Sports: Kids and Concussions

This is an archived article and the information in the article may be outdated. Please look at the time stamp on the story to see when it was last updated.

Recently, there has been a lot of discussion about national initiatives to prevent concussions, head injuries and the long-term damages they can cause.  This is because more and more evidence-based support is arising around the serious, long-term damage repeated head injuries can inflict. Guidelines are changing on how medical professionals treat concussions in children.  Doctors now view concussion as a very serious condition, in which treatment must be individualized.

First and foremost, it is important to understand what a concussion is and the signs and symptoms of the condition.  A concussion is a type of brain injury that changes the way the brain normally works, caused by a bump, blow, or jolt to the head.  Symptoms of a concussion that parents should be aware of include the child appearing dazed, stunned, confused about events, answering questions slowly, repeating questions, becoming irritable easily, having difficulty recalling events prior to the injury or losing consciousness (even briefly). Over time, sufferers of a concussion may exhibit behavior or personality changes, experience changes in sleep or forget class schedules and assignments.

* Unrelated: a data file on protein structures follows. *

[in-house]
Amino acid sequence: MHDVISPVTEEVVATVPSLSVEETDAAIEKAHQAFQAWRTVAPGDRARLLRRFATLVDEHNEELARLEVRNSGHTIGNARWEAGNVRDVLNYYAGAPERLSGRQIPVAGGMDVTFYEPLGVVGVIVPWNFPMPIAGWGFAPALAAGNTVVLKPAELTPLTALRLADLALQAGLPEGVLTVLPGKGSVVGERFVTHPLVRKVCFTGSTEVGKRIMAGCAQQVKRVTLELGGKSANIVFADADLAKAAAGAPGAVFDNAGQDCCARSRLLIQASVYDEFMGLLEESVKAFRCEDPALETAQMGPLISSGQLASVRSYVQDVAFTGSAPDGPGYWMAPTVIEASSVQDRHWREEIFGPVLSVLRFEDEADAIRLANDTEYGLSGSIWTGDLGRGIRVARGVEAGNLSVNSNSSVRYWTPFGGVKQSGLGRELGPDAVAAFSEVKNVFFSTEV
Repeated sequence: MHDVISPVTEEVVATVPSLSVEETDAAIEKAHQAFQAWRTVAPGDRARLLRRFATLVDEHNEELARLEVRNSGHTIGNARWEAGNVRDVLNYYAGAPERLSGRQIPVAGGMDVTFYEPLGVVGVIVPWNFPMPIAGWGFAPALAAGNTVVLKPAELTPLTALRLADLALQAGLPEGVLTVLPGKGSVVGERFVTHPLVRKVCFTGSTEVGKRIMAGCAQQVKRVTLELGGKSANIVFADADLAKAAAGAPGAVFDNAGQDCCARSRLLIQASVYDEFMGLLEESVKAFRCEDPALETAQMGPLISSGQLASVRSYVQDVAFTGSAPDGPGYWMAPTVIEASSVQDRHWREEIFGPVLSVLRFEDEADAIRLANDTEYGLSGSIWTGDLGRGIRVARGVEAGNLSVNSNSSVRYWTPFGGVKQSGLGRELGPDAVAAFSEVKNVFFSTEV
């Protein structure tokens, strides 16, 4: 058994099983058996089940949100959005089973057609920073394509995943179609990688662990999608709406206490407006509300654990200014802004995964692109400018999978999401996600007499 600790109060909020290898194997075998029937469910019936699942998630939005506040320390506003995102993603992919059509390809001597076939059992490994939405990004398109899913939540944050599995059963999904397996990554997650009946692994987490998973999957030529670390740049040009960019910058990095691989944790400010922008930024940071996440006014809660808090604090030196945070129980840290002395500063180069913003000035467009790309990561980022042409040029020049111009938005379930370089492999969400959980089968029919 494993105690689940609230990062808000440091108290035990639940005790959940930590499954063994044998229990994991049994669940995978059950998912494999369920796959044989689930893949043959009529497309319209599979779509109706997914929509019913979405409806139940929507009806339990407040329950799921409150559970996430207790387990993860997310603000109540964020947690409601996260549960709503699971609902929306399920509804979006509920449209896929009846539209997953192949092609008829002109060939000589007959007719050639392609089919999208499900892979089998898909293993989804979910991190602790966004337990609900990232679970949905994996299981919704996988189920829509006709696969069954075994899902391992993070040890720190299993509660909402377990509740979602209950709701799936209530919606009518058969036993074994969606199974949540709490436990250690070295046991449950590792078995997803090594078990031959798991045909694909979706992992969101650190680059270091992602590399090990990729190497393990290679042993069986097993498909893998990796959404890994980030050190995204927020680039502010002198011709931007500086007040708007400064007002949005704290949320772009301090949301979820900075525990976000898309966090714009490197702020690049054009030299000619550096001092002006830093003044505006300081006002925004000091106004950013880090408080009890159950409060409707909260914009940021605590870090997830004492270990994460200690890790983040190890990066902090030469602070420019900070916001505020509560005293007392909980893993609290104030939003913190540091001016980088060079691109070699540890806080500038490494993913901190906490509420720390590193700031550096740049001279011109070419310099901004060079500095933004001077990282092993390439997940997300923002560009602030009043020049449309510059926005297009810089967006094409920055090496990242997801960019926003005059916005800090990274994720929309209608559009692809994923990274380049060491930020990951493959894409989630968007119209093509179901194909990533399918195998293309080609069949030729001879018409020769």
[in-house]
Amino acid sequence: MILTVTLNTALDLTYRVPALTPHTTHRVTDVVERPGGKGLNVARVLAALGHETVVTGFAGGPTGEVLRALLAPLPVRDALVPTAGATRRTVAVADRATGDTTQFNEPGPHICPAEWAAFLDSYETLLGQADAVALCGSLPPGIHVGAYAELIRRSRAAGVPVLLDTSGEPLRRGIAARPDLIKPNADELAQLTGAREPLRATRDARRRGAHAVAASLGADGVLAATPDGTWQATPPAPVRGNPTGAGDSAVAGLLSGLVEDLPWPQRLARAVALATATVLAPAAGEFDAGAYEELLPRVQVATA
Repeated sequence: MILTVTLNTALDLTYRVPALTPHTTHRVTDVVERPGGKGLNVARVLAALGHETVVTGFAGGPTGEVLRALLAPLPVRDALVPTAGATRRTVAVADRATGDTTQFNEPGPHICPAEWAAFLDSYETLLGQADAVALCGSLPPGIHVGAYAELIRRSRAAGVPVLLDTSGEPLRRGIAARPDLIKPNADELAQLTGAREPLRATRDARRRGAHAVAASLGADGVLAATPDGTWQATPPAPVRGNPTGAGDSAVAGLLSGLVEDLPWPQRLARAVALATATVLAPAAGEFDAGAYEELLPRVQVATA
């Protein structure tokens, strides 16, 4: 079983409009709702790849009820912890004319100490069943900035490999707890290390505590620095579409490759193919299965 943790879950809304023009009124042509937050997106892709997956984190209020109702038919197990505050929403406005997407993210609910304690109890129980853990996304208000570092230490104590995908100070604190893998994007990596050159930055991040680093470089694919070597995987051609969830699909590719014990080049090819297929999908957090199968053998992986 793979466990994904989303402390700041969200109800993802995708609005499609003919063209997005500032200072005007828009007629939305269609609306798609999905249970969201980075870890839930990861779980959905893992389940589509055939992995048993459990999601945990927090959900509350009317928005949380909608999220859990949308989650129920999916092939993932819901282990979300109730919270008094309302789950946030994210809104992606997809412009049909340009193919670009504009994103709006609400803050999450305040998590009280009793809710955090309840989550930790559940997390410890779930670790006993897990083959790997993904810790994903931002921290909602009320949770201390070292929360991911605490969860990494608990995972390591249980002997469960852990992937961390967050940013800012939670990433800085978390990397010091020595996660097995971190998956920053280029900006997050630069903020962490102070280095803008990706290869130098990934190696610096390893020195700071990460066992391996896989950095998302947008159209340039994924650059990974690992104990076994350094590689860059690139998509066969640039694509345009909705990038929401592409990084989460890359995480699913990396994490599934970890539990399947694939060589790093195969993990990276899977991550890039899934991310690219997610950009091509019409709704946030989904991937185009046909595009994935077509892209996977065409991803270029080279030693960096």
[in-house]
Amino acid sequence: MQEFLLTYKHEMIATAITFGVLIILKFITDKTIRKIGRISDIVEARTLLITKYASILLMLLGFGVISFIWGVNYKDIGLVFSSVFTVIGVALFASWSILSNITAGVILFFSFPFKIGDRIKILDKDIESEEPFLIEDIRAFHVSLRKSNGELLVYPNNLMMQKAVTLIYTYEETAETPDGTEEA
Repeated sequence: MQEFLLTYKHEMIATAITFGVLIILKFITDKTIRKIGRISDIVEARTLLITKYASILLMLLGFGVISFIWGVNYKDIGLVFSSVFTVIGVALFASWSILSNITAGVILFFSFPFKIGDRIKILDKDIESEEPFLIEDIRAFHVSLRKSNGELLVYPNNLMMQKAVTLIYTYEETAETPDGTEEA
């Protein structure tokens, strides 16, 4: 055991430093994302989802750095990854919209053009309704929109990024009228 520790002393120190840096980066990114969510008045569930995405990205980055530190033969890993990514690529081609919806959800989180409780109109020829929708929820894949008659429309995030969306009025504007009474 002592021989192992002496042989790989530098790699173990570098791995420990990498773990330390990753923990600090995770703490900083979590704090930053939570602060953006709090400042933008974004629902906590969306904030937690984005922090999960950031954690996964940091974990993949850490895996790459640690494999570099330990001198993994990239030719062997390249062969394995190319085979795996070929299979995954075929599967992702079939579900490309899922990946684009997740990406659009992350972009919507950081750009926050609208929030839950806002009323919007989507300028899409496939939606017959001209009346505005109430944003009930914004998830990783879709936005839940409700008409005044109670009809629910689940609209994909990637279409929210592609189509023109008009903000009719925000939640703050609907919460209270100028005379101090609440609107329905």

Individuals who have suffered a concussion may also experience deep sadness and depression. It’s important to seek professional help if your child is developing depression.

As your child recovers from a concussion, it’s important to let them return to normal activities at their own pace. If they push themselves too hard they may start to develop a headache and if they return to strenuous activity too soon they may reinjure themselves.  Cone Health neurology specialists work with parents and local schools to develop a “return to learn” plan for each patient that will help them slowly build up their activity levels. For some individuals, that may mean only attending a few classes a day, limiting the number or length of tests they can take during this time, limiting screen time and making adjustments to the learning plan as needed. Since those who have suffered a concussion can have difficulty concentrating, can feel slow or unable to focus, accommodations can help them learn while they heal. If a parent suspects their child has suffered a concussion or any type of head injury, they need to seek medical attention immediately for proper evaluation, diagnosis, and treatment of the condition.

Cone Health now has a dedicated pediatric neurology specialist and practice working closely with area primary care and sports medicine doctors to properly detect and treat children who have concussions and/or head injuries throughout the community.

Physician Background:

Dr. William Hickling is a pediatric neurologist at Cone Health Child Neurology.  Dr. Hickling is a 1978 graduate of Cornell University Medical College.  He completed his pediatric residency at Children’s Medical Center of Dallas and his neurology residency at North Carolina Memorial Hospital. He has practiced in this community since 1985.